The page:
Tuesday, July 24, 2012

Ottoman Beachcomber ebook ready

A preview version of my ebook Ottoman Beachcomber is now available! Write to me if you want to download a free copy. Here's the cover image:

Monday, July 16, 2012

Ottoman Beachcomber - 4 images

I'm taking a short break from The Song ov Elmallahz Kumming to complete an ebook version of what I believe is a delightful little history I wrote 30 years ago (gasp!), Ottoman Beachcomber - Travels in the Balkans and Turkey, 1983.

I built the template in Jutoh, a nice, and very affordable ebook builder. Now I'm moving to the cloud to work in Vook, which provides much finer formatting capabilities. It shouldn't take more than 8 hours to put it all together and wrap it up in a sharp little package.

In the meantime, here are 4 notable images, digitized and transformed from slides that Nancy took in 1983. I thought you might enjoy them. Double click any image and they'll all pop up as a little slide show.

This one is Dancing Tara, an overlay of a photo of Nancy on a temple painting of the goddess Tara, from the chapter, The Goddess Tara Makes an Appearance.

This pastoral scene, entitled Greek Shepherd, was taken just outside of Edirne, and can be found in the chapter Another Meeting with the Goddess.

I love this one, entitled Noble Worker, of a Turkish harvester. The image can be found in the chapter Further Sketches.

And finally, what kind of travelogue of Turkey would this be if I didn't include at least one image of Poppy Fields? You will find this shot in Turkish Valleys and Yellow Brick Roads.

Sunday, July 15, 2012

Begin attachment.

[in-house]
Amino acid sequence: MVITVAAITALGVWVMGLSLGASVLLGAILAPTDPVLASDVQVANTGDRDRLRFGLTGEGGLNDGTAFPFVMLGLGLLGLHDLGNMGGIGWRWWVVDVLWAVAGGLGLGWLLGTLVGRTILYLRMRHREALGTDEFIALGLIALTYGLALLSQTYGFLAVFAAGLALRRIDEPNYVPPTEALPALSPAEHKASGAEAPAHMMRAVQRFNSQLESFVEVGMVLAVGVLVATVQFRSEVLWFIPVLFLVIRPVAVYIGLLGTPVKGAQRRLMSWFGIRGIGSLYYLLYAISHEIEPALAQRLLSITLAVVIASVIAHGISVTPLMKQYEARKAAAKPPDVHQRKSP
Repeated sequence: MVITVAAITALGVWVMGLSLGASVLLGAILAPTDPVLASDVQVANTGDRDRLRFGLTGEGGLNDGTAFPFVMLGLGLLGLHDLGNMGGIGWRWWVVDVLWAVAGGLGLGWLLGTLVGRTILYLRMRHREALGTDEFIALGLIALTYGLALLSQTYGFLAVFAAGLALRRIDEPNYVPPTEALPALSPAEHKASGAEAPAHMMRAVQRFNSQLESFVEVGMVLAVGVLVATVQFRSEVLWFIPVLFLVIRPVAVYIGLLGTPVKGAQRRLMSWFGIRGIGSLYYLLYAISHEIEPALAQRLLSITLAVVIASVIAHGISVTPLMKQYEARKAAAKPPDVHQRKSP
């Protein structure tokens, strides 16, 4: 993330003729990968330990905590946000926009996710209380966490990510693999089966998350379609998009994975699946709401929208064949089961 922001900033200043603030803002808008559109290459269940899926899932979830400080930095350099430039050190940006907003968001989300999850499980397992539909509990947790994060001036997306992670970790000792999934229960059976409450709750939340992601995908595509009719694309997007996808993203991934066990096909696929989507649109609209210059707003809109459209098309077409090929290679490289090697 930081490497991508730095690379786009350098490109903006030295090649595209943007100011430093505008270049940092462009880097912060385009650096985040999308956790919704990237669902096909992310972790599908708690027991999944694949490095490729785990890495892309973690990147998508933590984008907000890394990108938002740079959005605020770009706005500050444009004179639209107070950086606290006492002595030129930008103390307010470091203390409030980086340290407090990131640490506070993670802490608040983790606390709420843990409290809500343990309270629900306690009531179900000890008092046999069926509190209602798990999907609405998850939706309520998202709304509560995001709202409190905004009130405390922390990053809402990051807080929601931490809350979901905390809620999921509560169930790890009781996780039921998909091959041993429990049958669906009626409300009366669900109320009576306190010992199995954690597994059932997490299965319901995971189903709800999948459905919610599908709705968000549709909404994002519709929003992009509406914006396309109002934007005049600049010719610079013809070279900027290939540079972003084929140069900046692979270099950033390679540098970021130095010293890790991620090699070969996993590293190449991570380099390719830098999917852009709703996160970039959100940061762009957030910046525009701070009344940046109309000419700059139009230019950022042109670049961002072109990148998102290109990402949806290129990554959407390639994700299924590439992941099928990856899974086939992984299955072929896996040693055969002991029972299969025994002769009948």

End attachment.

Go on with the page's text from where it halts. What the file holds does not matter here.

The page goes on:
Sleepeeng by Day, Nietmaerz awl Nite

On April 24, 2010 I posted a rewrite of poem in Bouk 6 of The Song ov Elmallahz Kumming, Sleepeeng by Day, Nietmaerz awl Nite. With renewed work on Bouk 6, I came across that poem again, and made yet further changes. Here's the first stanza:

Nite and its deth dans. The dog men sirkel,
The tooth men, the slavver men,
The deth skwodz and wield paks.
Heer the skreem, the long traen rumbel.
A berd skreechez and the aer iz torn
By a fether, fluttereeng. Braken ov glass.
Like a razer a flashlite kuts the dark...

Tuesday, July 03, 2012

After Immij, After Karnij

This one scene stands as a late poem in Bouk 6 ov The Song ov Elmallahz Kumming. The poems in this fragmented narrative pursue a series of recursive rhythms and images. This poem’s title, rhythms, and images all hark back to other poems, including the one I posted on June 7, 2012: Master Immij, Moelten Immij, which begins:

The areyanz kame down like a woolf on the foeld,
    Like a woolf in the koeld
    Lakking trueth in thaer kode.

Of course, Byron’s classic, The Destruction of Sennacherib, provides the original template of rhythm and image.

After Immij, After Karnij

The areyan kame down like a woolf on a foel,
And hiz teeth wer gleemeeng like pawlish koel,
And the foelz muther reerd, fureyus, appawld,
And krusht the woolfs hed, but her chield lay ded.